British swimming’s future Olympic hopefuls stepped up to the mark at the European Youth Olympics in Paris this evening and got off to a cracking start on the first day of competition. The squad of 13 to 16 year olds claimed a complete set of medals from the first finals session of the competition, with gold, silver and bronze combined with two new British Junior Records.
Stacey Tadd was the standout performer from the day as she took an outstanding gold medal in the 200m Breaststroke. Tadd, who trains at Bath University under team coach Andrei Vorontsov, entered the competition as the top ranked swimmer for the event and more than lived up to that billing as she set a new British Junior Record of 2:32.36. That performance brought her home more than a second clear of her nearest rival.
Head Coach Paul du Feu was delighted with the Tadd’s showing. “Stacey got a very good medal from a very good swim and it was even more exciting as she took the British Junior Record as well.”
Earlier in the session, Rebecca Adlington had set the team off to a flying start in the first event as she improved on her heat swim by over 10 seconds to take a superb silver medal. The Nova Centurions swimmer started comfortably and turned at the half way stage in fourth place, before winding up the pace to move up into the silver medal position. She was shaded by the Russian Anastasia Ivanenko, who took gold, half a second ahead of Adlington who touched home in 4:19.80, just outside her lifetime best.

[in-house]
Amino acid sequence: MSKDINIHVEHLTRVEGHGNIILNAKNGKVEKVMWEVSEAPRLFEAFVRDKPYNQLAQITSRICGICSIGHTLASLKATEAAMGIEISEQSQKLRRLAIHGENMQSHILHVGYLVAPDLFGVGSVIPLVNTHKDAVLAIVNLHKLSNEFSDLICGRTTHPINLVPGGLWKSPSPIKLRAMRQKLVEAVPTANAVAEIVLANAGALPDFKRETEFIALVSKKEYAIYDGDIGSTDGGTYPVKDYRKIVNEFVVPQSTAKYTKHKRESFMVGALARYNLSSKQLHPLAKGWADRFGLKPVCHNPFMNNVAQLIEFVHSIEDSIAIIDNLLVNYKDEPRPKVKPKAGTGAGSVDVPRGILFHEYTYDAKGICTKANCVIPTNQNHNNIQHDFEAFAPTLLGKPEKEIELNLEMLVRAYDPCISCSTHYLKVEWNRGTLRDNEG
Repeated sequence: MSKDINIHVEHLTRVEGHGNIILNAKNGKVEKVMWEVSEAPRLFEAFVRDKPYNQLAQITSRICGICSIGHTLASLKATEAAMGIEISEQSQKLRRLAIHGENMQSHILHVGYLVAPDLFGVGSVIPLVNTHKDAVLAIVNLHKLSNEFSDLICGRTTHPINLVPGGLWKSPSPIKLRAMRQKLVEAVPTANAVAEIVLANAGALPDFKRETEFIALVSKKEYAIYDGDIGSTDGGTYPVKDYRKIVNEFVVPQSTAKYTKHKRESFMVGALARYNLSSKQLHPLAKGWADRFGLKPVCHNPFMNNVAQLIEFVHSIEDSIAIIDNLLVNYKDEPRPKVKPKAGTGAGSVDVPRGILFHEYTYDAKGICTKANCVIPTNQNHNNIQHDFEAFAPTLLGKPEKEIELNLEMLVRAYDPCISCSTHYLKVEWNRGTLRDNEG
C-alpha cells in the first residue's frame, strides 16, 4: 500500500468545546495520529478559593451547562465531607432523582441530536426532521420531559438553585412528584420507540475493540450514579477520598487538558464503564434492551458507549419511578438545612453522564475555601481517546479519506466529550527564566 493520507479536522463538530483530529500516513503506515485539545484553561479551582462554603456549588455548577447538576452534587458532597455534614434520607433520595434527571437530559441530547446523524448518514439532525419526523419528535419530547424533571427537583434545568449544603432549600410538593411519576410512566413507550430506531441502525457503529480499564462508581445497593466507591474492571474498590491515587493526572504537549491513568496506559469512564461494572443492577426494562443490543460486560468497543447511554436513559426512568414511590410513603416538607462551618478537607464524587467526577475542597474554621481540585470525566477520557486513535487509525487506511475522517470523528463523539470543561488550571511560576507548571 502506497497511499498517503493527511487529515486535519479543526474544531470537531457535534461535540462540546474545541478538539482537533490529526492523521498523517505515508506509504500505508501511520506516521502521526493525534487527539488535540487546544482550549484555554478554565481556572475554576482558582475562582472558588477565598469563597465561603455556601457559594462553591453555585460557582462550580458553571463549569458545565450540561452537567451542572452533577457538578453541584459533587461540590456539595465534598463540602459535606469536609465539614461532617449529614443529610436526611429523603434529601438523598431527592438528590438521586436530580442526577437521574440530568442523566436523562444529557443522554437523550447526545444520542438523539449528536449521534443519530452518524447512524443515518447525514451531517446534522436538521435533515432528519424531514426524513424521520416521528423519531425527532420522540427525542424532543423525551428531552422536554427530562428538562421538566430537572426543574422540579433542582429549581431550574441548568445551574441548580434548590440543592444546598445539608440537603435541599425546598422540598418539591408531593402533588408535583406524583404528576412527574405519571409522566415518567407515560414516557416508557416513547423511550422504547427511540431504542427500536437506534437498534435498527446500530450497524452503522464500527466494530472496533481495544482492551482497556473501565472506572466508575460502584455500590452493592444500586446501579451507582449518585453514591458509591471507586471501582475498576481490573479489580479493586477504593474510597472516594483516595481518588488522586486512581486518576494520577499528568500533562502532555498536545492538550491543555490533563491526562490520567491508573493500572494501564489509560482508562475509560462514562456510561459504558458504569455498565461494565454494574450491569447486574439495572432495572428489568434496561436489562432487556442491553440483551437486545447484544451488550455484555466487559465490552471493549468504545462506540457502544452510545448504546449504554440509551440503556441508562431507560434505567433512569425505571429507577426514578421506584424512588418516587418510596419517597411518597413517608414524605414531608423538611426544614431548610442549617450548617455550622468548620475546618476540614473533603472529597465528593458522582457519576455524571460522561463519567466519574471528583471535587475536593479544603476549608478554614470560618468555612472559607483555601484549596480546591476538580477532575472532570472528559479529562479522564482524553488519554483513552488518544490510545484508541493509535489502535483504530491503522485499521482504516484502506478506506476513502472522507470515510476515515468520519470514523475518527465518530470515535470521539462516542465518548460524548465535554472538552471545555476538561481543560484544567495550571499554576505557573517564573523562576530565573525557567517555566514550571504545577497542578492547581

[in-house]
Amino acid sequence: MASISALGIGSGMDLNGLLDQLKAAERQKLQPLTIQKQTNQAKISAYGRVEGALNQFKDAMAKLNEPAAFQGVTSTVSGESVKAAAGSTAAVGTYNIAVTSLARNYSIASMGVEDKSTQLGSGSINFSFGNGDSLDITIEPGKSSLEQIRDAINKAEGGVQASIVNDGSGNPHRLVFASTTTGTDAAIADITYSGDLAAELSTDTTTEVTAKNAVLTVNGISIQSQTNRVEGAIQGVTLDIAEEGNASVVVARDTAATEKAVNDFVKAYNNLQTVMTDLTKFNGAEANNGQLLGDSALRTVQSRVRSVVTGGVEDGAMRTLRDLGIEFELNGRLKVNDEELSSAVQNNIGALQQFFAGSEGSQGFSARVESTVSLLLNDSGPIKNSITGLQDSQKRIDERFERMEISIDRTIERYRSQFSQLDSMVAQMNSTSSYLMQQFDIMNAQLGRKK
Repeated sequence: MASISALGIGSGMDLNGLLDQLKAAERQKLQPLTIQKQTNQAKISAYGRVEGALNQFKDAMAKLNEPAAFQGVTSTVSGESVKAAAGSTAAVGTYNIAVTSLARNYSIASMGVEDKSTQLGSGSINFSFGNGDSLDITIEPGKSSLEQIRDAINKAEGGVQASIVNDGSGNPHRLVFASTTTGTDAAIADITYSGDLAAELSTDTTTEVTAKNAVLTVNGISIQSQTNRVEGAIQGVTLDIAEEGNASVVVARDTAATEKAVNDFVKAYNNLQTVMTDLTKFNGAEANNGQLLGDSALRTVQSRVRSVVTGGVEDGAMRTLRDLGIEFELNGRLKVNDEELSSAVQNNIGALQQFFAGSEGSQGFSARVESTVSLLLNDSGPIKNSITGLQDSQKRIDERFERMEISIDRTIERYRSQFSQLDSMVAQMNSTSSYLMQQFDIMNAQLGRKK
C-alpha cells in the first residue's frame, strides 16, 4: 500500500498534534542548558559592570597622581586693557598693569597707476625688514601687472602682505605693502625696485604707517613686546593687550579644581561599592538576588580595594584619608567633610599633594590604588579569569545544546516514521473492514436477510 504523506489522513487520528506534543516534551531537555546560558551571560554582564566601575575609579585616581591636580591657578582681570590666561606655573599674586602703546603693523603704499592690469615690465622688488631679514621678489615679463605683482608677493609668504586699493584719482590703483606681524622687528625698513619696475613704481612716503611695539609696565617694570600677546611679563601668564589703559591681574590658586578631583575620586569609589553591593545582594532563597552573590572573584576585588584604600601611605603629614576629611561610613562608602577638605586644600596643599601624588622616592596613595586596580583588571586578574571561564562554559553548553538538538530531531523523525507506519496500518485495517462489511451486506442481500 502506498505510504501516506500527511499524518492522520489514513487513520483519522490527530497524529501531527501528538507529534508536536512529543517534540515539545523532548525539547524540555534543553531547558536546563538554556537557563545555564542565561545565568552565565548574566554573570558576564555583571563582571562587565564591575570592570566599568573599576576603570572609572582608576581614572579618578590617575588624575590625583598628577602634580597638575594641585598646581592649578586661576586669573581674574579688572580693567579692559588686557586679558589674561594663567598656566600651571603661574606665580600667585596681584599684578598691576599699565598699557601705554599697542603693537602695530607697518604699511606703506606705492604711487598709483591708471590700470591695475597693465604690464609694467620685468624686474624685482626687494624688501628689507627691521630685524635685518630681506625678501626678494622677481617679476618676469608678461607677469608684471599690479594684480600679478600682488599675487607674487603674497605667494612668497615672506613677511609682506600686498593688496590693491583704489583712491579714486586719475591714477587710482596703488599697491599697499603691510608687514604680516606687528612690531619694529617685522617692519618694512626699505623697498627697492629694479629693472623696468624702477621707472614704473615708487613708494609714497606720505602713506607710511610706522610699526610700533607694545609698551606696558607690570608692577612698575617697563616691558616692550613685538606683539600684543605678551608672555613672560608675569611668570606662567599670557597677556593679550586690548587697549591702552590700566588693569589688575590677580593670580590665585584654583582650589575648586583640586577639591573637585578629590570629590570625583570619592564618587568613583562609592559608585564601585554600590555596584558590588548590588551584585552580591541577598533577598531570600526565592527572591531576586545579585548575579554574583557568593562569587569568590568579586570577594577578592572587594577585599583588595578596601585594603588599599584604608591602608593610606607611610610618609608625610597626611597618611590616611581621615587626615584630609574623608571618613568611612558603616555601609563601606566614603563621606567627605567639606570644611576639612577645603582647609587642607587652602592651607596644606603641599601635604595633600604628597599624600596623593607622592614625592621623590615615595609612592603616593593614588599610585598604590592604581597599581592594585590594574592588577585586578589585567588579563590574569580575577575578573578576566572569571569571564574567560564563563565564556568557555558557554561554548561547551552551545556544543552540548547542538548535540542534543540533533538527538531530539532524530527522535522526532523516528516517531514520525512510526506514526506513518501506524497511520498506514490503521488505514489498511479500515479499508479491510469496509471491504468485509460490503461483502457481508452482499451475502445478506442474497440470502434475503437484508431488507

”My coach told me not to go out as fast and to come back strong and that’s what I was able to do.” Adlington said after her swim. “I was closing on the Russian at the end but I couldn’t see her too well from my lane and she just touched me out, but I’m really pleased with my swim and the medal.”
The trio of medallists was completed by REN 96’s Scott Houston who capped a memorable performance by the British squad with bronze over 200m backstroke in another British Junior Record. Houston recorded a time of 2:06.19 to finish just behind the Italian winner, Simone Manni, who took gold in 2:05.11, and the Hungarian Balàzs Makany in the silver medal position.
Houston was pleased with his performance and had entered the meet with high expectations. “I was hoping I could win a medal and thought that I could take the bronze before the race.”
“I was really pleased with my swim, as I’ve not been near my PB for a while, which was the old record, so it was a relief to get back down there. I’ve hit a bit of form just at the right time.”
Meanwhile there were encouraging performances from both 4x100m freestyle relay squads who qualified for their respective finals and from Canterbury’s Lewis Owens who made the ‘B’ final for the 100m freestyle. Simon le Couillard also qualified for the 200m Individual Medley final but was unfortunately disqualified for an infringement at a turn.
Following a superb start to the meet, du Feu was in an optimistic mood for the rest of the championships.
“I thought tonight got us all off on the right footing and I think it’s going to be a very good week. The team has gelled well, they’re all working well together and we feel really good for the rest of the week.”
The European Youth Olympics, held biannually, encompasses 10 sports and over 2500 athletes are in attendance this year. The swimming competition runs until 1st August.